‘Gemini Man’ is uninspired and not all that smart

It’s every Hollywood star’s worst nightmare — that there’s someone younger, prettier and — oh, sweet Jesus — less expensive coming up behind you to take your job.

If you don’t think “All About Eve” was a documentary, you’ve never dated an actor.

That classic show-business paranoia is the subtext that drives “Gemini Man,” an action flick with a twist.

Henry Brogan (Will Smith) is a 51-year-old former hit man for a CIA-like government organization who’s just trying to enjoy a crisp, refreshing Coca-Cola in retirement. (Sorry, the product placement in this film is as subtle as one of Big Willie’s rhymes.)

But when he discovers something he shouldn’t have about his final job, his former boss (Clive Owen) sends his best assassin to kill him.

That assassin turns out to be a 23-year-old clone of Brogan himself, played by Smith with the help of de-aging face technology.

It’s like “Bad Boys” Will Smith squaring off against “Bad Boys For Life” Will Smith, like the Fresh Prince versus the Stale King.

Smith’s character, joined by another agent (Mary Elizabeth Winstead), flees from the young whippersnapper through the Georgia swamps and the Budapest underground, fearful of losing his life or, worse, magazine covers or his lucrative points on the back end.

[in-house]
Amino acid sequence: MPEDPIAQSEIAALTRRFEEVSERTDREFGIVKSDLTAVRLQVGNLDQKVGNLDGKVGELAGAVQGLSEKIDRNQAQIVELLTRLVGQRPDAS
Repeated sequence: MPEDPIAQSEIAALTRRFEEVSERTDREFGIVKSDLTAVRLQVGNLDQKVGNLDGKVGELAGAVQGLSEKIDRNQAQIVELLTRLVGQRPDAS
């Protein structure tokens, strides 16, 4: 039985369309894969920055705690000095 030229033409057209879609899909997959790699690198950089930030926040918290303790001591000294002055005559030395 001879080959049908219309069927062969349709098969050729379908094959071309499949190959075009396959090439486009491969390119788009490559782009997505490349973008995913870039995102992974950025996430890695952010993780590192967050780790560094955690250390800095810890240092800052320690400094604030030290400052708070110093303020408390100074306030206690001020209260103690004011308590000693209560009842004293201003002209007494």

The film is directed by Ang Lee, and “Gemini Man” shows occasional flashes of the eye-catching action that made 2000’s “Crouching Tiger, Hidden Dragon” a hit, including a propulsive motorcycle chase through the streets of Cartagena, Colombia.

Unfortunately, the rest of the film is closer to Lee’s “Hulk,” an often-draggy, muddled misfire.

Much of the blame can be placed on the script, credited to so many people, the title should have been changed to “Gemini Men.” It’s not all that smart or twisty and might have been more expedient to have it star Dolph Lundgren and go straight to Redbox.

Too bad. The idea of facing off against your younger self is an intriguing one, but the movie never does anything particularly interesting with it. When Smith 51 and Smith 23 first cross paths, neither thinks much of the resemblance. Maybe they previously met at a Church of Scientology mixer?

The writers’ one stab at emotional resonance comes in exploring the relationship between the clone and the old boss as his surrogate father. But that also falls flat.

As with Lee’s 2016 “Billy Lynn’s Long Halftime Walk,” the director shot “Gemini Man” with a high frame rate designed to provide a smoother, more detailed picture, although some critics have complained it makes movies look like soap operas. (The Post only screened the standard version.)

And isn’t daytime television the final resting place for every actor who’s lost the battle to the young upstarts?

“Hi, this is Will Smith for reverse mortgages.”

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